Thursday, December 7, 2006 - 10:33
Five Bulgarian nurses and a Palestinian doctor (dubbed the Tripoli six) may be executed soon by the Libyan government for the crime of deliberately infecting over 400 children with HIV. If they did infect the children, this would be a horrendous crime. If they did not infect the children, it's the Libyan government that will be killing innocent people. The clock is ticking. Some of you might be wondering (I know I was): How exactly is molecular sequence data being used to solve the crime? Why are scientists and science bloggers claiming that the Tripoli six are innocent? Let's begin by summarizing what we know. What do we know about HIV? HIV evolves at a pretty quick rate. This rate can differ depending on the strain of the virus. This makes it possible for us to do the following:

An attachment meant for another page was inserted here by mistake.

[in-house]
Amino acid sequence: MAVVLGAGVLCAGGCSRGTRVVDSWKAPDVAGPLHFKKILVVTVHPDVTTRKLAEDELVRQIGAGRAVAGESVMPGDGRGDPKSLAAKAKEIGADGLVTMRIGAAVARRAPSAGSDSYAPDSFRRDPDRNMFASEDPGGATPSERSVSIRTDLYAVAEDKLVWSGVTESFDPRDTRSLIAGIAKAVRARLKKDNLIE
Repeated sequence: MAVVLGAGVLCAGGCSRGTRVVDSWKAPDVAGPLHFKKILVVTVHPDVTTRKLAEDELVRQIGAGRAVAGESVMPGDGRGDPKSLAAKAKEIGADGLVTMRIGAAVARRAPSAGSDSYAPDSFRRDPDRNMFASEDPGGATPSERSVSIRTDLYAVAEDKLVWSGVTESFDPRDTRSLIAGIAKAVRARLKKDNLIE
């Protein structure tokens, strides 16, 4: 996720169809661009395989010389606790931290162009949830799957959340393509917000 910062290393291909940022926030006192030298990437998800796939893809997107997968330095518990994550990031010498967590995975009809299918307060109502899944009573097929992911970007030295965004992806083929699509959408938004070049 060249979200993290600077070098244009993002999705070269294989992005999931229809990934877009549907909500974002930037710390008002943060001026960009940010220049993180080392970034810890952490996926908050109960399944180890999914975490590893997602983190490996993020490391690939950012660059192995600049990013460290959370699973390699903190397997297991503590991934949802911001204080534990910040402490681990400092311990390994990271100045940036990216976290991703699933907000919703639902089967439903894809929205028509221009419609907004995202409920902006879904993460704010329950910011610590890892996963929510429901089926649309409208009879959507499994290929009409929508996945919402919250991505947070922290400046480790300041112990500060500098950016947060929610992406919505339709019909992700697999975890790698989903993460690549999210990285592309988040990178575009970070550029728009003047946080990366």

- 1. Compare the sequences of different isolates. Because HIV changes quickly, we can conclude that if sequences are very similar, then they probably came from the same source.
- 2. Generate possible histories of HIV sequence evolution and use these to calculate the rate of evolutionary change. We can use the estimated rate of change to determine the date when strains diverged.